Antiques and Estate Auctioneers Brings One of the Largest U.S. Collections of Flow Blue to Auction Over 1000 pieces of Flow Blue from the Jeanne Gall collection will be sold December 6 and 7, 2008 by John Farkas and Connie Rose of Antiques and Estate Auctioneers, Wellington, OH
News-Antique.com - Nov 09,2008 - Antiques and Estate Auctioneers Bringing One of the Largest U.S. Collections of Flow Blue to Auction
On Saturday, December 6, and Sunday, December 7, 2008, John Farkas and Connie Rose of Antiques and Estate Auctioneers, in Wellington, Ohio will be showcasing one of the largest collections of flow blue in the U.S. This spectacular auction will feature more than 1000 pieces of flow blue, as well as many fine antiques, furniture, lamps, mercury glass, and other oddities.
Flow blue was first popularized in the 1800s when pottery companies in Staffordshire, England determined that transfer printing on ironstone, provided an economical way to emulate the designs and exotic appeal of Chinese porcelain with its deep blue underglazing. The flow of the blue ink, was cleverly designed to conceal the edges of the transfer patterns. As the English potters continued to produce the transferware, the use of oriental motifs was prevalent and soon, they found many new collectors and aficionados in Europe, as well as the American marketplace.
The blue and white colors, with the depiction of classic landscapes, and lovely floral design have led to the vast appeal of flow blue pottery. Flow blue collectors also became collectors of Mulberry transferware as well. Mulberry ware was made in Staffordshire circa 1840-1860. The ironstone pottery pieces were decorated with a reddish brown transfer design, now called mulberry. Many of the patterns are similar to those used for flow blue and other Staffordshire transferware.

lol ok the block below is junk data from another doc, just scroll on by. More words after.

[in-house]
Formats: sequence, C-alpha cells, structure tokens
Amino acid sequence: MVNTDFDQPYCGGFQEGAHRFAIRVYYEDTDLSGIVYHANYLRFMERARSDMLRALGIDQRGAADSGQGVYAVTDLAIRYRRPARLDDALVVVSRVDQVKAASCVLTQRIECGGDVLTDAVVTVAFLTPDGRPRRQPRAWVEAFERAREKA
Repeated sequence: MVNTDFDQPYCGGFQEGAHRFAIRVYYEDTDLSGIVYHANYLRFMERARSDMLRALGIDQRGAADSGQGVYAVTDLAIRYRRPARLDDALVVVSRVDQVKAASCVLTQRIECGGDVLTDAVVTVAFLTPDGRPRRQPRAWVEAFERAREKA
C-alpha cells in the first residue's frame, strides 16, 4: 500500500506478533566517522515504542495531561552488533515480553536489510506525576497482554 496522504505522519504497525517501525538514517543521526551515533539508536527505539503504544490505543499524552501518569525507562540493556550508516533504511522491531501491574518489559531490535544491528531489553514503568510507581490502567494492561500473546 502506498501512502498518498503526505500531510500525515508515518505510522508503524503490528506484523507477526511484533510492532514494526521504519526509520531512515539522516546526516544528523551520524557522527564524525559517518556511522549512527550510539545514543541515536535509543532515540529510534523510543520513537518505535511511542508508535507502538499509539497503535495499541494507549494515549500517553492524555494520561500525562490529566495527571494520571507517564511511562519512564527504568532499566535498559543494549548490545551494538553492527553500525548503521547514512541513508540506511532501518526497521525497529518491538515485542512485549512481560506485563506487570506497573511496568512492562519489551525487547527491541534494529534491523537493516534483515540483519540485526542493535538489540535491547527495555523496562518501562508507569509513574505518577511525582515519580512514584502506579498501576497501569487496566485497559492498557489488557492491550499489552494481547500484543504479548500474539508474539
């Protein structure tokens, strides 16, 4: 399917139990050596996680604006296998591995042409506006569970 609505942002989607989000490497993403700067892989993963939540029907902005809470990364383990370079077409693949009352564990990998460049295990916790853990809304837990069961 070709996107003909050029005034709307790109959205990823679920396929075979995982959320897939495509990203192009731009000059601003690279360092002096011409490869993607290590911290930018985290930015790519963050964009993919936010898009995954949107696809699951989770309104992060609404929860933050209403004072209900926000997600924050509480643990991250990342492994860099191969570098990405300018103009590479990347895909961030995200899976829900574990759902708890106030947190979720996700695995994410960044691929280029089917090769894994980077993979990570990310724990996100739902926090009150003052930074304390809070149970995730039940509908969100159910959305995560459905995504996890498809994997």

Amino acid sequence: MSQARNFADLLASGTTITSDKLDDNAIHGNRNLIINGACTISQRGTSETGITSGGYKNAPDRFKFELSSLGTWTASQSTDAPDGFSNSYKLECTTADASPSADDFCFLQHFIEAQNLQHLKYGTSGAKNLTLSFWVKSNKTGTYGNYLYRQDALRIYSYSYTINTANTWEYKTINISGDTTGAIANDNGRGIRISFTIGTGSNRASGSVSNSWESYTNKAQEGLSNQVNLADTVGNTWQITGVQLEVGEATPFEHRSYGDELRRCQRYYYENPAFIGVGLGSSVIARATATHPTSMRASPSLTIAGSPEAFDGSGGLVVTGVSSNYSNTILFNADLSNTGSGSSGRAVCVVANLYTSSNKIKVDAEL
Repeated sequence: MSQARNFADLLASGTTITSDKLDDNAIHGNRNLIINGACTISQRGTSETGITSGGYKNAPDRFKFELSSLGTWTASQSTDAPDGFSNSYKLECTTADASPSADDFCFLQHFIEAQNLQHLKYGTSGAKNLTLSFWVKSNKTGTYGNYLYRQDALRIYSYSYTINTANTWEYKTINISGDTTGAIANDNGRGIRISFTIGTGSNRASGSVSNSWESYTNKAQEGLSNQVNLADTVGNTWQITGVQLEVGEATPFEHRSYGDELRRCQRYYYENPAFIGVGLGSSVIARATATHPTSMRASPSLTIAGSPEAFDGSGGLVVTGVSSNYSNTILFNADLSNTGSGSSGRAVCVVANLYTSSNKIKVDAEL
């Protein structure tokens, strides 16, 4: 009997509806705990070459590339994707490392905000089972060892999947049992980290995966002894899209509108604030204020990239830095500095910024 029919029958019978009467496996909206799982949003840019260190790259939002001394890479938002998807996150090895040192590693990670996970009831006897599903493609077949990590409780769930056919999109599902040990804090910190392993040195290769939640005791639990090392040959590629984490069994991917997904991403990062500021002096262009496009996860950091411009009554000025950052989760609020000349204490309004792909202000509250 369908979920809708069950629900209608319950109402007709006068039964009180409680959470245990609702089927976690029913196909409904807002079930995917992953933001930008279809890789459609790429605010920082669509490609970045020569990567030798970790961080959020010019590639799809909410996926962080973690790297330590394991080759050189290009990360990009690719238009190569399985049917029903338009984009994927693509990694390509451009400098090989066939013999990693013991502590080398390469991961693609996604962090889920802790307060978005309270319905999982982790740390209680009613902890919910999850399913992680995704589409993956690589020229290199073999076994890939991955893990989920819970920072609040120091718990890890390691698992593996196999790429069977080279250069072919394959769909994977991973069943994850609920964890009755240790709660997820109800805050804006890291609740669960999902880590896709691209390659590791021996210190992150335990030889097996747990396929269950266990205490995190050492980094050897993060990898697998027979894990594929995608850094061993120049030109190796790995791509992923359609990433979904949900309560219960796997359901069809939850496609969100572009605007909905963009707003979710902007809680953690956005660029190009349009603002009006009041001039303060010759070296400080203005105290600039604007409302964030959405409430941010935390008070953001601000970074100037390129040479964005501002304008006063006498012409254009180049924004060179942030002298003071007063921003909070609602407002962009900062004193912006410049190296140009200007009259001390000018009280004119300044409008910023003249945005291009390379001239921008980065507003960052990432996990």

Among the many outstanding pieces which will be offered during the auction:
Lot 8 features a large flow blue platter in the Chusan Pattern by J. Clementson, (c1839-1864). The eight-sided platter has heavy flow, and exceptionally desirable color. The rim of the platter has an edging of triangle diaper design with scrolls alternating with pavilion scenes, and the central scene depicts two figures among pagodas and trees, as well as two birds flying above. The heavy ironstone platter measures approximately 12 x 16.
Lot 24 features a very desirable three-piece Mulberry ware sauce set by Podmore, Walker & Co. (c 1840-1850), in the Corean Pattern. The set contains the sauce dish, lid, and underplate. The dish measures approximately 7½ x 7; and the underplate is approximately 7 x 8. The center scene displays a pagoda on an island, with parapet and steps leading to the water. A smaller island, with three pagodas appears in the distance. The foreground of the scene portrays a figure under a parasol. A large ship and broad, sweeping trees also appear in the striking oriental design.
Lot 50 is a lovely, large flow blue teapot in the Shapoo Pattern by Thomas Hughes (c1860-1870). The teapot measures approximately 10 h x 11½ w. The deep cobalt color, heavy flow, and attractive shape make this teapot a very desirable piece. The Shapoo pattern displays a center scene with two figures on a bridge. One figure is a musician with an up curved horn, and the other plays a long thin horn. Flower trees, a large palm